LITTLE ROCK — The University of Arkansas is finalizing a deal that would make PepsiCo the university's exclusive non-alcoholic cold beverage sponsor and provider, UA officials said Thursday.
LITTLE ROCK — The University of Arkansas is finalizing a deal that would make PepsiCo the university’s exclusive non-alcoholic cold beverage sponsor and provider, UA officials said Thursday.
The planned deal would end the university’s relationship with Coca-Cola, which dates back at least 40 years, said John Diamond, associate vice chancellor of university relations.
The proposed agreement PepsiCo would cover 10 years and would begin July 1, with PepsiCo products replacing Coca-Cola products throughout the campus, in all campus soft drink fountains and at athletic events.
The amount of the contract was estimated at $19.8 million, the value projected in December when the university issued its request for proposals.
Donald O. Pederson, UA’s vice president for finance and administration, said the total value of the contract would be the largest beverage sponsorship ever at the university. The previous record was the current 10 year contract now ending with Coca-Cola valued at $10 million.
“The combination of resources the university will receive as a result of this partnership will benefit our students and campus community for years to come,” Pederson said.
Under the proposed agreement, about $7.7 million would go to academic sponsorship, licensing and vending support, and $11.2 would go to athletic marketing and sponsorship.
“The academic and student support is everything outside athletics,” Diamond said.
The agreement also would appropriate $400,000 to products for athletics and $400,000 to products for academics.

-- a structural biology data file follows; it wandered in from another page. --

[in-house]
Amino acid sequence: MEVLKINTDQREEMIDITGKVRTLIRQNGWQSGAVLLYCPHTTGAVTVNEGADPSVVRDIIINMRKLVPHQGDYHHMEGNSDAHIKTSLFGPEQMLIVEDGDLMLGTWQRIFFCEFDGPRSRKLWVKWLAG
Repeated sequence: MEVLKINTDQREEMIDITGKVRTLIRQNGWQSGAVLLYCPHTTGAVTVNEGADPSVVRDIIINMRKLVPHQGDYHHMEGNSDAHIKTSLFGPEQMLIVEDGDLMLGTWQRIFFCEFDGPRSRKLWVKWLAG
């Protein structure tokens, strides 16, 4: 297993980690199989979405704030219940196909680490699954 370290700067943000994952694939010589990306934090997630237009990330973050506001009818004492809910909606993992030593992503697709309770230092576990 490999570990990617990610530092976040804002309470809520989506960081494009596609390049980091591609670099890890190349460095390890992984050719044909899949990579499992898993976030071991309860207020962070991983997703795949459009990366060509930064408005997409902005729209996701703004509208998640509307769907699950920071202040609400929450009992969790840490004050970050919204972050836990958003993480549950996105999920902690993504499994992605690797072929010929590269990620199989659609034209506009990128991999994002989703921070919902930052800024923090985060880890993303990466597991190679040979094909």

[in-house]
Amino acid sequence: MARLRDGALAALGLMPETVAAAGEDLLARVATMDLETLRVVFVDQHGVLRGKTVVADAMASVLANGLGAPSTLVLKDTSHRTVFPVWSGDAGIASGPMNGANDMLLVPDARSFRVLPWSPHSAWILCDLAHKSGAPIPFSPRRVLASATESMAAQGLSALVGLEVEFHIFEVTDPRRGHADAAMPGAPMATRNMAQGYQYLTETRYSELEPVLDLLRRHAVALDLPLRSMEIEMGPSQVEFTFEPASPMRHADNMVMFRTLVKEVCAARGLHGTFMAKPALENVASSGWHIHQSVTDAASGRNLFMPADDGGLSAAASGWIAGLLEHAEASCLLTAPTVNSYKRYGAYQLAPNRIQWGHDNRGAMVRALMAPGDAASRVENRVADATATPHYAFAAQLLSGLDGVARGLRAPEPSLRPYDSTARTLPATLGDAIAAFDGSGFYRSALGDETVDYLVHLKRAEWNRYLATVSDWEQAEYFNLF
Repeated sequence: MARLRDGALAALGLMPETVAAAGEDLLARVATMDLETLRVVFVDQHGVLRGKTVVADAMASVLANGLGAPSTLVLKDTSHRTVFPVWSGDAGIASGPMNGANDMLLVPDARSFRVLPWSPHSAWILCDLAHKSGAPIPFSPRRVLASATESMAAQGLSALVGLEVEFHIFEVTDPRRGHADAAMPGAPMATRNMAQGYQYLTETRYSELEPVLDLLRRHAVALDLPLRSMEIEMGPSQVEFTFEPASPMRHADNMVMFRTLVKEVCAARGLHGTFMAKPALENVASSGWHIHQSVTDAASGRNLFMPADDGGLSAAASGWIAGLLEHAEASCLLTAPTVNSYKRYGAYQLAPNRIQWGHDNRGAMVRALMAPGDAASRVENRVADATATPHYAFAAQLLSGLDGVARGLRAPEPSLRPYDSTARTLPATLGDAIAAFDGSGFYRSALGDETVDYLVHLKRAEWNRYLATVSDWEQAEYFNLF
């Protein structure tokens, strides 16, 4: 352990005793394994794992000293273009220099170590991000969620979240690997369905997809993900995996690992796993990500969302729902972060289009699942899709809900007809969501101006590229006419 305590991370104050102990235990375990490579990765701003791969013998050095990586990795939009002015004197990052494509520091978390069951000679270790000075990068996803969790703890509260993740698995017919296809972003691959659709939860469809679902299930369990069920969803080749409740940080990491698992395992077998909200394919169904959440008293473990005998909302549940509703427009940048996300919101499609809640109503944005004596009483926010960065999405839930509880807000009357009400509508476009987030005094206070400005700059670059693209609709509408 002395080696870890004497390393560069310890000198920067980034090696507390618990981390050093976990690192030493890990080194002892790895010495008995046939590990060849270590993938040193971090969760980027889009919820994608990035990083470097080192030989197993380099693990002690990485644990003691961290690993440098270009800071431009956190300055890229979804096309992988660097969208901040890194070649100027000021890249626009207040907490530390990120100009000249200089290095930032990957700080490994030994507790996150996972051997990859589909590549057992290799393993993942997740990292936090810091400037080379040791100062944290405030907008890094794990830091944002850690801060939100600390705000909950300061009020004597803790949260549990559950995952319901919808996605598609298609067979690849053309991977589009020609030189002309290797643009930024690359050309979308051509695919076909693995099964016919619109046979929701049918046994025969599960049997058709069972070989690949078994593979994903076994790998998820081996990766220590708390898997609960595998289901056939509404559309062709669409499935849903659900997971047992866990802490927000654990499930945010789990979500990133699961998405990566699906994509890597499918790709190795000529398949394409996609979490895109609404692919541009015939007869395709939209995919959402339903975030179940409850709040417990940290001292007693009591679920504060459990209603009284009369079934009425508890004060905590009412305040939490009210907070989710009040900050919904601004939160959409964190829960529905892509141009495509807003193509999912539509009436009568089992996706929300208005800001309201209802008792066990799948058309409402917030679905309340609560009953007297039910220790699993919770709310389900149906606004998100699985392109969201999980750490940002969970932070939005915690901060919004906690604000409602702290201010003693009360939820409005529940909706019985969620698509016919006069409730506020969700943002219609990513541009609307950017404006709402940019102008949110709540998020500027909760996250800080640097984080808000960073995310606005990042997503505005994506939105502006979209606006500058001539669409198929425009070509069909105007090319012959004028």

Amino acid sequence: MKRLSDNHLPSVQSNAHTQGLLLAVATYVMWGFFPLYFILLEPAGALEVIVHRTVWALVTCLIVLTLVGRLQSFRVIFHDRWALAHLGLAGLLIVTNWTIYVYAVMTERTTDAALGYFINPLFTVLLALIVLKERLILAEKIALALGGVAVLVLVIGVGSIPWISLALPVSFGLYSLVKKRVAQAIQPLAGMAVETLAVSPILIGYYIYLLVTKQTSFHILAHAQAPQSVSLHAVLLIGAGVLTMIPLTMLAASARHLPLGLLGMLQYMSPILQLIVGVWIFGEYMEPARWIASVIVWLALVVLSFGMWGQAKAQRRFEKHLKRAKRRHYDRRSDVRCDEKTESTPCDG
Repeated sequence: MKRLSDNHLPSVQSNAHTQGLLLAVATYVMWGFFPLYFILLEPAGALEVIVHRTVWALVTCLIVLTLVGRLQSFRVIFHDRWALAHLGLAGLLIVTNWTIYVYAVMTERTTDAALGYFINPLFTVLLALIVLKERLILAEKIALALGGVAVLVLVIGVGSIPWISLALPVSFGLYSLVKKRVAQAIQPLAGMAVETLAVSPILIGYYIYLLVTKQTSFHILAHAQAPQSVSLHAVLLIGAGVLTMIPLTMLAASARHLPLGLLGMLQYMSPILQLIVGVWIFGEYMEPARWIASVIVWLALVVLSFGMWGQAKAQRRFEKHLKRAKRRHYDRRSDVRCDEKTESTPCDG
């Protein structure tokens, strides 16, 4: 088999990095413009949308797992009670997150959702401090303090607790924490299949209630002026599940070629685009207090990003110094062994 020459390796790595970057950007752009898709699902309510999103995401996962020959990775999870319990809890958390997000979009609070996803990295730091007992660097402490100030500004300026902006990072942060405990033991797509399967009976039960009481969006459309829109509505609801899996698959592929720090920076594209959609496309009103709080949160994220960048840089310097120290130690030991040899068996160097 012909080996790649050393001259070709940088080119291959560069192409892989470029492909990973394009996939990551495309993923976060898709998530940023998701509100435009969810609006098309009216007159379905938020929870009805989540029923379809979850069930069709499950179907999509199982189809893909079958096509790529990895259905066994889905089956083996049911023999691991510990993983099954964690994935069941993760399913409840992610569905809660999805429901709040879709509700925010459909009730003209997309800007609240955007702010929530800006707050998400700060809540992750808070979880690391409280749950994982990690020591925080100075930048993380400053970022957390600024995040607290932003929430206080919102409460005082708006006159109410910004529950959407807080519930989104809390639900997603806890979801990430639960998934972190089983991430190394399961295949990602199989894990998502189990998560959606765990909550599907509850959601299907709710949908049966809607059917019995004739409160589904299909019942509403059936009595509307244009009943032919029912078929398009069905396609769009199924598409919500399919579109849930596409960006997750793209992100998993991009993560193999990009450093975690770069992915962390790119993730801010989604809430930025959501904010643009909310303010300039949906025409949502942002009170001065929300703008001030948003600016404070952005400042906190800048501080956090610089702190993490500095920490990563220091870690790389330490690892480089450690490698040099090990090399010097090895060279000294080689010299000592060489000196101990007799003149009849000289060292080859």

“That would be PepsiCo beverages, merchandise, other things that they would make available for student organizations or for athletics to use as giveaways for events that they are sponsoring,” Diamond said.
PepsiCo products include Pepsi, Mountain Dew, Sierra Mist, Lipton iced teas, SoBe, Aquafina, Tropicana and Gatorade. In addition, Rockstar Energy Drink, Muscle Milk and fountain-dispensed Dr. Pepper, which are distributed in the region by PepsiCo, also will be available on campus.
State lawmakers last year debated the practice by state colleges and universities of hiring vendors under contracts that include money and other perks for the schools.
The discussion came after University of Central Arkansas Board of Trustees voted in September to buy out the contract of then-UCA President Allen Meadors. The board said Meadors had misrepresented as a “gift” food vendor Aramark’s offer of $700,000 toward renovations at the president’s residence in exchange for renewal of a food service contract with the university.
Officials from a number of state colleges and universities later told the Higher Education Subcommittee of the Arkansas Legislative Council that such arrangements with vendors are not uncommon.
UCA President Tom Courtway, who at the time was serving as the school’s interim leader, said the university entered into a vendor contract with PepsiCo in 2003 for about $2 million, with an initial $500,000 payment going straight to the university and annual payments of $50,000. Pepsi also was allowed to place vending machines throughout the campus.
Courtway said much of the money received from Pepsi went to construction of a new athletic practice facility.
Officials with UA-Fayetteville, Henderson State University, Arkansas Tech, the University of Arkansas at Little Rock and other state universities also discussed similar contracts they have with vendors.